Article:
The Girl From Chicago And Broken Strings

Two race movies made for segregated black audiences. The 69-minute The Girl From Chicago (1932) was written and directed by independent black pioneer Oscar Micheaux, who’d been an able filmmaker in the silent era but became mannerist and slapdash once he turned to talkies, consistently selecting terrible camera angles, extracting stridently false performances from his players, and apparently making up his scripts as he went along (on occasion he can be heard offscreen feeding lines to the actors). The muddled plotabout a Secret Service agent (Carl Mahon) courting a small-town schoolteacher while fighting the numbers racketis made all the more indigestible by a lousy 16-millimeter print. However hokey, Bernard Ray’s Broken Strings (1940, 60 min.), showing in an excellent 35-millimeter print, is comparatively touching and professional. Clarence Muse (frequently a servant in Hollywood pictures) stars as a classical violinist whose hand is paralyzed in an accident. His adolescent son (Walter Washington) saves the day by becoming a star swing violinist. (JR)

Published on 26 Sep 2003 in Featured Texts, by admin

No Comments >>

The Nasty Woody [ANYTHING ELSE]

Please go to

http://www.jonathanrosenbaum.net/2003/09/the-nasty-woody/

Published on 26 Sep 2003 in Featured Texts, Featured Texts, by jrosenbaum

No Comments >>

Underworld

In a gothic city (i.e., Tim Burton’s Gotham City) where vampires and werewolvesmostly Brits and a few Americanshave been at war for centuries and everyone falls to the ground in slow motion, Kate Beckinsale, an action vampire, strenuously underacts while everyone else, vampires and werewolves alike, strenuously overacts. She’s also the only one permitted to make a fashion statementone that mainly says The Matrix rules, though her black rubber suit suggests Batman again. I spent most of the movie’s endless 121 minutes trying to figure out where and how she could buy such a cute outfit in a city where it’s always night, there are no stores or restaurants, and the subway is used chiefly for shoot-outs. This is the silliest horror movie I’ve seen in years, though some of the special effects are pretty good. Len Wiseman directed Danny McBride’s ponderous, humorless script, and Scott Speedman costars. (JR)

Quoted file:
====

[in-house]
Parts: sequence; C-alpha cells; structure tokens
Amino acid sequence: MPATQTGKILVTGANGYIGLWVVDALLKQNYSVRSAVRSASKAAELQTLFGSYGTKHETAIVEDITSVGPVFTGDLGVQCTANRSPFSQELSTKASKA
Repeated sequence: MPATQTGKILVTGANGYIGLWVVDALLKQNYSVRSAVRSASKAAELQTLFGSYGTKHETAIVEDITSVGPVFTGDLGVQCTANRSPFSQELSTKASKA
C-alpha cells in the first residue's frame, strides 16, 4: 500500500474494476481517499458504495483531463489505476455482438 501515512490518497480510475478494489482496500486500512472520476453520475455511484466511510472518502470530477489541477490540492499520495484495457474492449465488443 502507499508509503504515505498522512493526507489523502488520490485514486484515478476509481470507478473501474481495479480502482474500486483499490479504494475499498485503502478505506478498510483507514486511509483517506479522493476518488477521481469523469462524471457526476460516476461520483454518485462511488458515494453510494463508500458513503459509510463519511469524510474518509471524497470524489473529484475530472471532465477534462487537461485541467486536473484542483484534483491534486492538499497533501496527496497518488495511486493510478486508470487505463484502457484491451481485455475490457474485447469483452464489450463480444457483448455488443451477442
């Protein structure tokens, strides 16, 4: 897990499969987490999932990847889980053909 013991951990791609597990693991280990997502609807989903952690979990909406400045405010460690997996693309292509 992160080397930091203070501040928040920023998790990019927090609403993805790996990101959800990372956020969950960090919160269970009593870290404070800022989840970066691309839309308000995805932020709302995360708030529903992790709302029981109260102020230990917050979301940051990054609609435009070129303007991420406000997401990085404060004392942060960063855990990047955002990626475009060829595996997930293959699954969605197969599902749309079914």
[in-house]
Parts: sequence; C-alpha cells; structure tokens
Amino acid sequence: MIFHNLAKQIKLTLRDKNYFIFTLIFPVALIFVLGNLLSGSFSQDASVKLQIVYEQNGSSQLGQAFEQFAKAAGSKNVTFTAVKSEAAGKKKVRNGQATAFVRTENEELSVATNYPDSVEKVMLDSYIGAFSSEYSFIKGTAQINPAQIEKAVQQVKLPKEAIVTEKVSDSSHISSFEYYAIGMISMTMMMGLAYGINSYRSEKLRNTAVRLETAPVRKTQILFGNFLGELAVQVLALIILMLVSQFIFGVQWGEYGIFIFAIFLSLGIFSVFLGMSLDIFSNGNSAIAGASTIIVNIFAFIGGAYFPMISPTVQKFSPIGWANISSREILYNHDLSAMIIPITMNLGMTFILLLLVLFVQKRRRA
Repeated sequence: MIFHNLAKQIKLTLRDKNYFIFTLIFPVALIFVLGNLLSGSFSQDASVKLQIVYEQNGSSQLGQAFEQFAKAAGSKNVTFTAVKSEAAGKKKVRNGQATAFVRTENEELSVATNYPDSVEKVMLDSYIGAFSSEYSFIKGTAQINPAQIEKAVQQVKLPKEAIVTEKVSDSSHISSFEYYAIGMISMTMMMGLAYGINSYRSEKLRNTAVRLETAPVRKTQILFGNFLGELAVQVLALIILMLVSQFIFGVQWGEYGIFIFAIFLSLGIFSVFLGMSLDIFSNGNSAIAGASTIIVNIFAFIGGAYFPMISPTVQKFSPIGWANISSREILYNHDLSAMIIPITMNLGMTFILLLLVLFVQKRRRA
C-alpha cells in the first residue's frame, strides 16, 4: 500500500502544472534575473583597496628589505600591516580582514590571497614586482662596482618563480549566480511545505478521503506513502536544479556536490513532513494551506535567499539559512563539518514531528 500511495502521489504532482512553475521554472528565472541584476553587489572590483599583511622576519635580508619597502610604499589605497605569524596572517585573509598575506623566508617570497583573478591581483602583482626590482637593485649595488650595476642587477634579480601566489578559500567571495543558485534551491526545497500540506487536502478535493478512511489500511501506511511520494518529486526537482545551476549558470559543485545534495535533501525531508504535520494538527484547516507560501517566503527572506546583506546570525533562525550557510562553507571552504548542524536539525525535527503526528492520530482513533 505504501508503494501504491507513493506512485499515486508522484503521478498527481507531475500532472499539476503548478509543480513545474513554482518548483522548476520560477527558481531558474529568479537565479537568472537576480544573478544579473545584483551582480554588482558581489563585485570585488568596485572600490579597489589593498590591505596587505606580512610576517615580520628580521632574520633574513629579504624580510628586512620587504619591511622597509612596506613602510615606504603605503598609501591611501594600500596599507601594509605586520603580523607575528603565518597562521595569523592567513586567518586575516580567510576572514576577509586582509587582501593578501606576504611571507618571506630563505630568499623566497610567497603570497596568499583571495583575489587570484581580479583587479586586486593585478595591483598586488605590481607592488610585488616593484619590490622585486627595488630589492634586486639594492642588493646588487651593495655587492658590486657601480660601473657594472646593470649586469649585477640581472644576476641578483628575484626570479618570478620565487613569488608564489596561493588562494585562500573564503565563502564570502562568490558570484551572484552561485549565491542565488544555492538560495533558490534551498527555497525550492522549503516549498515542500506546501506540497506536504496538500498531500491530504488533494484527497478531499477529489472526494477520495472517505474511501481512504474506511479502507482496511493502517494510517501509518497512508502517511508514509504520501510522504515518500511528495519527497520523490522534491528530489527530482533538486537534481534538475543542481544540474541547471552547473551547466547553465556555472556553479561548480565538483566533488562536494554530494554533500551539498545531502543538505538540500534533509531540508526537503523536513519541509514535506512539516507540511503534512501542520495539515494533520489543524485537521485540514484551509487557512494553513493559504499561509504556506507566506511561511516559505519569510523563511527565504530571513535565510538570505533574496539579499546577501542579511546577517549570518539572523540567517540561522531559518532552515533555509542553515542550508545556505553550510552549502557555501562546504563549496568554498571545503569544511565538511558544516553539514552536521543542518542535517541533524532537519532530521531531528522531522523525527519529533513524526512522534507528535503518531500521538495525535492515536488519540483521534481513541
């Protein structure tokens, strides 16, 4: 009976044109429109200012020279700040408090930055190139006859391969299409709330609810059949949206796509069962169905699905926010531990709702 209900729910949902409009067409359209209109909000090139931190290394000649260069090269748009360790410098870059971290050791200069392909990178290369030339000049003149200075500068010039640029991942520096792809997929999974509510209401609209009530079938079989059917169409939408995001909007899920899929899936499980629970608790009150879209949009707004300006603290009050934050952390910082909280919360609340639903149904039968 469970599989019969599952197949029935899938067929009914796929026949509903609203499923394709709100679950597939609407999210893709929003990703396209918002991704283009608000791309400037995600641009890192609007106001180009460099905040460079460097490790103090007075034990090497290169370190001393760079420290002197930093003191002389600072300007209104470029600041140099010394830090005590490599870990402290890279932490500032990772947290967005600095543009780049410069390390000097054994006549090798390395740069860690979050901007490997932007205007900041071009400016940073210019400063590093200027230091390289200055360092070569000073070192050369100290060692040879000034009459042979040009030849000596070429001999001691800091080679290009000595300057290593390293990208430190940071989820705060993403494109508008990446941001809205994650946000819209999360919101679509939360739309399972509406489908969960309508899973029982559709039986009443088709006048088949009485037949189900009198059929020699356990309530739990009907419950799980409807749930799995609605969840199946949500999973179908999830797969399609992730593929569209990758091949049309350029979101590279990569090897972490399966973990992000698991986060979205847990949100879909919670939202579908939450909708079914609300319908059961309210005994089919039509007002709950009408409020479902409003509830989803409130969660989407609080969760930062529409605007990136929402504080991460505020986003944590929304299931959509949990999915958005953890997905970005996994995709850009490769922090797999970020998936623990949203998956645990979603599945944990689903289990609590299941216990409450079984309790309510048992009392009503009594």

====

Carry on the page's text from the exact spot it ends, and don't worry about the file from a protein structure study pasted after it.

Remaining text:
Published on 19 Sep 2003 in Featured Texts, by admin

No Comments >>

Cinemania

This 2001 American-German documentary by Angela Christlieb and Stephen Kijak isn’t very popular among normal cinephiles (if such a term isn’t already an oxymoron) because it exhibits five of the most extreme and dysfunctional cinemaniacs in Manhattan, figures already somewhat legendary among patrons of the Walter Reade Theater, the Museum of Modern Art, Film Forum, and similar venues. Roberta Hill, a pack rat who saves ticket stubs and flyers, was banned from one of her haunts after assaulting an usher who tore her ticket in half, while Harvey Schwartz, who lives with his mother in the Bronx, memorizes the precise running times of everything he sees. The filmmakers aren’t exactly cruel, but they focus on compulsion rather than passion, which by implication tends to tarnish the more intellectual and scholarly members of the breed. 80 min. (JR)

Published on 05 Sep 2003 in Featured Texts, by admin

No Comments >>

Party Monster

I came, I saw, I sufferedthough so far I’ve been spared the 1998 documentary of the same title by the same filmmakers, Fenton Baily and Randy Barbato, as well as James St. James’s 1999 nonfiction book Disco Bloodbath: A Fabulous but True Tale of Murder in Clubland. This docudrama about flamboyant, drugged-out New York queens dissing one another focuses on the rise of Michael Alig (Macaulay Culkin) from protege of St. James (Seth Green, who sometimes seems to be lampooning Gary Indiana) to king of the clubbers, not to mention casual killer of a member of that bunch (Wilson Cruz). If this were witty, it might have qualified as a downtown version of All About Eve; if it were believable, I wouldn’t have come away feeling that the actors (including Dylan McDermott and Chloe Sevigny) were wasted. I’m so out of here, one character remarks when he can’t take any more. My sentiments exactly. 98 min. (JR)

Published on 05 Sep 2003 in Featured Texts, by admin

No Comments >>